Significant achievement as Registered Nurse prescribing is rolled out in community health

July 10, 2019

Recently, the Associate Health Minister Hon Jenny Salesa launched the Registered Nurse Prescribing in Community Health Programme.

 

This is a significant achievement for nursing capability, particularly for those working in primary care and community settings. This prescribing capability supports the New Zealand Health Strategy - enabling registered nurses to fully use their skills and training to provide the right care at the earliest opportunity.  The Council has focused nurse prescribing to complement the roles of other health professionals and target areas where people have challenges accessing healthcare and medicines.

 

 Above: AH+ is proud to acknowledge network nurse, Sushma Sharma from Bishop Medical Centre who was one of the 56 Community Nurse Prescriber graduates from the trail run in 2017.

 

 

The Council, in partnership with Counties Manukau Health and Family Planning New Zealand, completed a trial and evaluation of a workplace-based education programme to prepare registered nurses prescribing in community settings such as primary health care, schools, public health and sexual health. 

 

Nurses completed a work-based education programme and supervision before applying to prescribe from a small list of common medicines rather than use standing orders or ask a doctor to sign the prescription. Fifty-six nurses participated in the trial. These nurses were from Family Planning clinics around the country, as well as practice nurses, school nurses and public health nurses in Counties Manukau. All nurses were authorised to prescribe by November 2017.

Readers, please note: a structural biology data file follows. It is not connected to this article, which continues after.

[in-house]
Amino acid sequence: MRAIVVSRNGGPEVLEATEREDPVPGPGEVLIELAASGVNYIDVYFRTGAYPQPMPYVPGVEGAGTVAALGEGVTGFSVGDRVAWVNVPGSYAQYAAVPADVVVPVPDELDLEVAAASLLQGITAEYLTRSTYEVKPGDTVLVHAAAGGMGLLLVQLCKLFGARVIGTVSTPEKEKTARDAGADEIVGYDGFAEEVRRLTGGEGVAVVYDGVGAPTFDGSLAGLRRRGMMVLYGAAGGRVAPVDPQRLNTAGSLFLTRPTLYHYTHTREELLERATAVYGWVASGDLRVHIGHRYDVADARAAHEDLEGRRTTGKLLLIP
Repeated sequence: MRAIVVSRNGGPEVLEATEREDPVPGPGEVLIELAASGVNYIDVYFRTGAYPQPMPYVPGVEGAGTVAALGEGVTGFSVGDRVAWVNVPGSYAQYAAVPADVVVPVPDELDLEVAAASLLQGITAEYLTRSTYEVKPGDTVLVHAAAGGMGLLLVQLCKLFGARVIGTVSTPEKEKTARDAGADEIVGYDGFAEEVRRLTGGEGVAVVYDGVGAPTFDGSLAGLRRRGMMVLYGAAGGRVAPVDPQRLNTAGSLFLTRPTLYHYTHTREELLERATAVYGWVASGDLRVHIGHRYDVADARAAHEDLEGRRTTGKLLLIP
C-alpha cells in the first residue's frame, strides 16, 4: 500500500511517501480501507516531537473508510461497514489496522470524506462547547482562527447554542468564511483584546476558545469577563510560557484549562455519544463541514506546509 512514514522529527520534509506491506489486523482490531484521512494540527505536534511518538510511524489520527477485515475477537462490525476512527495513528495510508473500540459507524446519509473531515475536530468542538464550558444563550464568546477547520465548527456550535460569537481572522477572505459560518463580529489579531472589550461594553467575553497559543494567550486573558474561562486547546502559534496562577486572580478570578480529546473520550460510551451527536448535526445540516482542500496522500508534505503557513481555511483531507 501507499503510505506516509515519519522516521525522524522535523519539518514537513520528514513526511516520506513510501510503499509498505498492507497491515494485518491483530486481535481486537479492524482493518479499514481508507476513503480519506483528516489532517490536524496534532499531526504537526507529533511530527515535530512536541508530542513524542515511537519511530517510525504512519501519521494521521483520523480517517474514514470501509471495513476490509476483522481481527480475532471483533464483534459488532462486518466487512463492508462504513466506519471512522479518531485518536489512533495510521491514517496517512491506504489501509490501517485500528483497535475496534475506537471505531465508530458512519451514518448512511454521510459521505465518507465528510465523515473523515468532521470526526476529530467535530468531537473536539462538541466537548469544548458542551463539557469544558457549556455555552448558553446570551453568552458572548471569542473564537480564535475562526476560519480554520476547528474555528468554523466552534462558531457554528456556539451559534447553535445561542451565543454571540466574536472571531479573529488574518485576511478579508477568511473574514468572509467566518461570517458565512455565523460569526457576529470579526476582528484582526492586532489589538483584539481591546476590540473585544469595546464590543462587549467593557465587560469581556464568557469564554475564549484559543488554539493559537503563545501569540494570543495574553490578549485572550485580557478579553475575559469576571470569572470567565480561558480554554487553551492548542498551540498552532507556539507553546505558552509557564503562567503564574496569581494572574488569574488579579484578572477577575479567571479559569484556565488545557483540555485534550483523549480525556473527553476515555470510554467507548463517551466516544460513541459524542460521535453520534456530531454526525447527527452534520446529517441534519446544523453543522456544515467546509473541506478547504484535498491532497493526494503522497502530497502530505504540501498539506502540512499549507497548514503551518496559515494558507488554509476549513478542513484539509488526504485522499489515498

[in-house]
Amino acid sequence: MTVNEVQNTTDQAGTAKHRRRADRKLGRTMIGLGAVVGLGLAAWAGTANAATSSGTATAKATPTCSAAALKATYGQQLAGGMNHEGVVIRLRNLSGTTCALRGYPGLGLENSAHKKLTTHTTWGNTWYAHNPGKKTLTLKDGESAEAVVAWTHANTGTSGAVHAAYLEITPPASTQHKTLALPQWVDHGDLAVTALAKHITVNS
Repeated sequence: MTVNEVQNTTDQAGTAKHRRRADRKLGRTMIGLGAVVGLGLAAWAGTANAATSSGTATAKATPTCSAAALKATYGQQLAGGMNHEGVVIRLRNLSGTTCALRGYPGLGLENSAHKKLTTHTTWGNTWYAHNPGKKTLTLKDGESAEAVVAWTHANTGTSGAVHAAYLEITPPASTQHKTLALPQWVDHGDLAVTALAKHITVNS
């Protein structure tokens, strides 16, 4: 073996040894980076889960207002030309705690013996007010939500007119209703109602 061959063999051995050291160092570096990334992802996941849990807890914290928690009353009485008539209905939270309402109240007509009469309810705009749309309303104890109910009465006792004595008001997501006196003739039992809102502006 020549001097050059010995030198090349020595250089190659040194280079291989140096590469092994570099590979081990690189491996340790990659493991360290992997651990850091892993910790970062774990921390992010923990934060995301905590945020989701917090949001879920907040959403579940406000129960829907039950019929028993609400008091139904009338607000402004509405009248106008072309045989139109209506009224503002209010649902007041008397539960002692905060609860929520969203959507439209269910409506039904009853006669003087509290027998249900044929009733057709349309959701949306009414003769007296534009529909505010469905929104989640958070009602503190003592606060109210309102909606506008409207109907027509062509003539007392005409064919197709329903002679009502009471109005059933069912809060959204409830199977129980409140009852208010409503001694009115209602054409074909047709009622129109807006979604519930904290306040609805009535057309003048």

Their prescribing practice was evaluated for a minimum of three months and the evaluation concluded that:

  • registered nurses prescribed safely using treatment guidelines.

  • nurse prescribing increased patient accessibility to medicines, decreased patients’ out-of-pocket expenses, and freed up time for doctors to see more patients.

  • nurses had high professional and job satisfaction and felt more valuable to the system.

  • education prepared nurses effectively for prescribing, and after the trial almost all nurses remained highly confident in their prescription abilities.

  • most nurses felt well supported in clinics when they needed reassurance or help.


The assessment process demonstrated that nurses prescribed antibiotics in adherence to antimicrobial stewardship principles and ensured patients were appropriately prescribed medicines according to their needs.

 

 Above: Some of the RN graduates of the trial with Hon Minister Jenny Salesa

 

 

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